When a large group of students starts acting strangely, some collapsing and others convulsing, most school administrators would call a doctor or at least check to see if the students hadn’t studied for a surprise quiz. At a school in the Philippines last week, they took the children to an exorcist.
Officials at Toong Integrated School in a village near Cebu City say 35 students from various grades began collapsing and convulsing in their classrooms at around 3pm. Two sisters claimed to be possessed by spirits which their mother believed was linked to two mango trees being cut down to build the school.
That was enough to convince teachers to call the nearby Mary Help of Christians Parish which sent Reverend Nicolas Ramos, a deacon trained in exorcisms. He sprinkled the children with holy salts and holy water and some of them reacted violently. Those 14 students were then taken to the Mary’s Little Children Community in Talisay City where Msgr. Frederick Kriekenbeek, the official exorcist of the Archdiocese of Cebu, performed exorcisms on them.
Was a mass exorcism really necessary? Dave Tumulak, chairperson of the Cebu City Disaster Risk Reduction and Management Council, says it was probably mass hysteria.
In my personal assessment after going to the site, this is mass hysteria. One student claimed to have seen a little child, panicked and fainted. Those who helped said they saw the same and likewise fainted … until it became mass hysteria.
Tumulak went to the school later to talk to teachers and officials about mass hysteria and how to deal with the situation. Msgr. Joseph Tan, media liaison officer of the Archdiocese of Cebu, said that the incident will be investigated but would not admit to mass hysteria.
Let us just wait and see if the possessions continue to hound the students.
The next time these teachers notice their students acting strange, who do you think they’re going to call?…….
They were found buried with sharp farm sickles across their necks so their heads would be cut off if they tried to rise from the dead. Some had heavy rocks placed under their chins so they couldn’t open their mouths to bite a living person and pass on to them whatever it was that turned them into strange, frightening creatures and caused their quick, horrible and mysterious deaths in 17th century Poland. Were they truly vampires? New research suggests these poor souls were instead the first victims of a cholera epidemic.
The six vampire graves were found in a cemetery in Drawsko Pomorskie, a town in northwest Poland. The skeletons were among over 300 found at the site between 2008 and 2012. There was one male, four females and a child buried like vampires and it’s possible people at the time may have believed the man infected the others. Legends also suggest that vampires were outsiders to the community. According to a study published in the journal PLOS ONE, researchers led by Dr. Lesley Gregoricka, from University of South Alabama, were brought in to analyze the suspected vampires…….
Enrico Fermi’s famous paradoxical question in response to the high probability that extraterrestrial civilizations exist and should be visiting us has spawned a controversial answer and another question … and this time, the answer could get ugly.
“What if the first life that reaches interstellar travel capability necessarily eradicates all competition to fuel its own expansion?”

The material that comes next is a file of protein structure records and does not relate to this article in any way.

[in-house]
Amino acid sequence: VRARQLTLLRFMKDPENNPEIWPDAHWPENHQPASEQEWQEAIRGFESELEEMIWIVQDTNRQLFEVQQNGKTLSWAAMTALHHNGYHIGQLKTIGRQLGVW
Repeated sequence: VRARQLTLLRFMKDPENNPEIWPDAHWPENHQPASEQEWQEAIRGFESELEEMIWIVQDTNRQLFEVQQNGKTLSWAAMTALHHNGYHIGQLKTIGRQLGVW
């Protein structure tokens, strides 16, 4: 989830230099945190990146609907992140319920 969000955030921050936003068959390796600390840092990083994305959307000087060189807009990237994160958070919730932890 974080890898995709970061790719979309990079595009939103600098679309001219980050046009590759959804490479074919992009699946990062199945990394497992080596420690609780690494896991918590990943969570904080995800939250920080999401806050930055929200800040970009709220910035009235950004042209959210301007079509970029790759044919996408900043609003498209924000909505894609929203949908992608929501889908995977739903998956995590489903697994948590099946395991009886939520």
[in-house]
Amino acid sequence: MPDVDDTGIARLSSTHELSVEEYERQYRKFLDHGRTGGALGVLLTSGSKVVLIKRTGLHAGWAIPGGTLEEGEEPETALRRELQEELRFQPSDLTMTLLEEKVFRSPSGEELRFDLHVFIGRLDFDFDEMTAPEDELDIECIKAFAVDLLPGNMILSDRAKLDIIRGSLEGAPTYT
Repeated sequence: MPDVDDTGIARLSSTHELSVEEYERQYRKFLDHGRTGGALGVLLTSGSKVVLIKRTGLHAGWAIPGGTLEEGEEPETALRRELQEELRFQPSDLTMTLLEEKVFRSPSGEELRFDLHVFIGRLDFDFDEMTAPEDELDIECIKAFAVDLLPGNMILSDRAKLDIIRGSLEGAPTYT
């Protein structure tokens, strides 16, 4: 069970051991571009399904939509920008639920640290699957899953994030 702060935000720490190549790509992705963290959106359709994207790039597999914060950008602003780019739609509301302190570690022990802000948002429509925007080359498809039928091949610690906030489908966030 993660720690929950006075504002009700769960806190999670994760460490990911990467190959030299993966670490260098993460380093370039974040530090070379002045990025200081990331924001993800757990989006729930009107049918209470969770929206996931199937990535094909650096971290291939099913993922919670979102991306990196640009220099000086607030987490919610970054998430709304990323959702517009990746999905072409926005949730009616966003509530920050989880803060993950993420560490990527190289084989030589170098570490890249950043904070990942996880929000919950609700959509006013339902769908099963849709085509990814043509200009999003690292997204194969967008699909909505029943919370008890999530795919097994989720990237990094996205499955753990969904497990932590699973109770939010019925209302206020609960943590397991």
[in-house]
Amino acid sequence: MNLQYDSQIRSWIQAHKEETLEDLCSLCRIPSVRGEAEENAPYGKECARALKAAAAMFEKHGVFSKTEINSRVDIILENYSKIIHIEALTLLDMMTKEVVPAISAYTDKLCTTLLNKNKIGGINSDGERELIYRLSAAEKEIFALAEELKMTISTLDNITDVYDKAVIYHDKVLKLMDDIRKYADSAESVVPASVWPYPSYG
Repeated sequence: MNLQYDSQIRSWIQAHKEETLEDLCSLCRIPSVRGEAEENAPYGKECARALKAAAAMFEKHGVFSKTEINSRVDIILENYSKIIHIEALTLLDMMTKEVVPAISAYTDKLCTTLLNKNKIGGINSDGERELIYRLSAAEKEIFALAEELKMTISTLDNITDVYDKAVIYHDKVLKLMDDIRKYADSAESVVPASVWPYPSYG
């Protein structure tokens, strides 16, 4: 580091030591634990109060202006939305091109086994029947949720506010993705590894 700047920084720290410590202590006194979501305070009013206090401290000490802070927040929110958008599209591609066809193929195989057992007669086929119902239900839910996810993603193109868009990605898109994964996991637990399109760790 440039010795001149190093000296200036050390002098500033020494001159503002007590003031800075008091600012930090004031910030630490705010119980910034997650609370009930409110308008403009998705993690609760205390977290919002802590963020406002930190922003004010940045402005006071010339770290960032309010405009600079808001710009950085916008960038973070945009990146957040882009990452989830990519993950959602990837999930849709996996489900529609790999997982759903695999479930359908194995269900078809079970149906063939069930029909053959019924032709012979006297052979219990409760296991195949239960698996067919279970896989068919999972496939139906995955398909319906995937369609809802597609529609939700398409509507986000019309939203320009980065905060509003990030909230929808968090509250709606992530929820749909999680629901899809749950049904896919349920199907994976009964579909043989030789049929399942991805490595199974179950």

Alexander Berezin, a theoretical physicist at the National Research University of Electronic Technology in Russia, proposed in a new paper, published in arXiv, that the ability to leave one’s home planet and travel to other worlds may require the attitude that nothing will stand in their way and anything that does will be annihilated. Berezin calls this his “First in, last out” hypothesis, meaning that the first civilization to achieve the capacity to travel to other worlds will be the last civilization standing. (“Last Civilization Standing” – soon to be a major motion picture?)……
“Killer jacket” means different things to different people. To a woman in New York, it may mean a high fashion item. To a strange guy in Cleveland, it may mean an overcoat once worn by serial killer Jeffrey Dahmer. To the members of a village in Zimbabwe, it means a jacket that is allegedly responsible for the deaths of at least 20 people in the same family who got sick and died after the patriarch put it on. No, this doesn’t appear to be a mistake due to Google Translate. And yes, one should wonder why the family didn’t donate the coat to a resale shop (Badwill?) after the first few deaths.
The story comes from The Manica Post, which reports that the strange case of the killer jacket came to light when the Chinoona family appeared in the court of Zimunya, a small village in the province of Manicaland on the east coast of Zimbabwe. Court? Yes, the family was appealing to the chief of the Zimunya court to order their uncle to destroy an “evil jacket” which they believe is responsible for the deaths of 20 family members.
There are a number of spirits and possessions in the story, so pay close attention. A grandchild in the family claimed to be possessed by the spirit of the family’s late father. The spirit said he had been murdered by the uncle and the murder weapon was the “evil jacket.” The jacket became evil after the uncle, Mutsiyabako, committed a previous murder and the spirit of that victim came to haunt him. When the uncle tried an “underworld” ritual to rid himself of the spirit, he was wearing the jacket. Mutsiyabako then gave the jacket to his sister to give to her husband (the patriarch). She later claimed the jacket was “heavier” than usual, but her husband wore it anyways, got sick suddenly and died a mysterious death. In 1998……
Among the world’s many religions, it’s pretty common to find that believers worship a god or gods which seem to resemble their own culture. While the existence of deities is debated ad infinitum, the religions that worship them are purely social constructions and, as such, are often subject to the biases and beliefs of those who belong to them. While some religions have rather rigid or monolithic depictions of their supreme beings, others offer some leeway in terms of how their god or gods are depicted.
Similarly, in one of the world’s largest religions, Christianity, depictions of God can vary somewhat due to the fact that the only descriptions of God found in the Bible are rather vague. The book of Genesis famously states that “God created man in his own image,” while Revelation 1:12-15 offers the following description of the Christian god: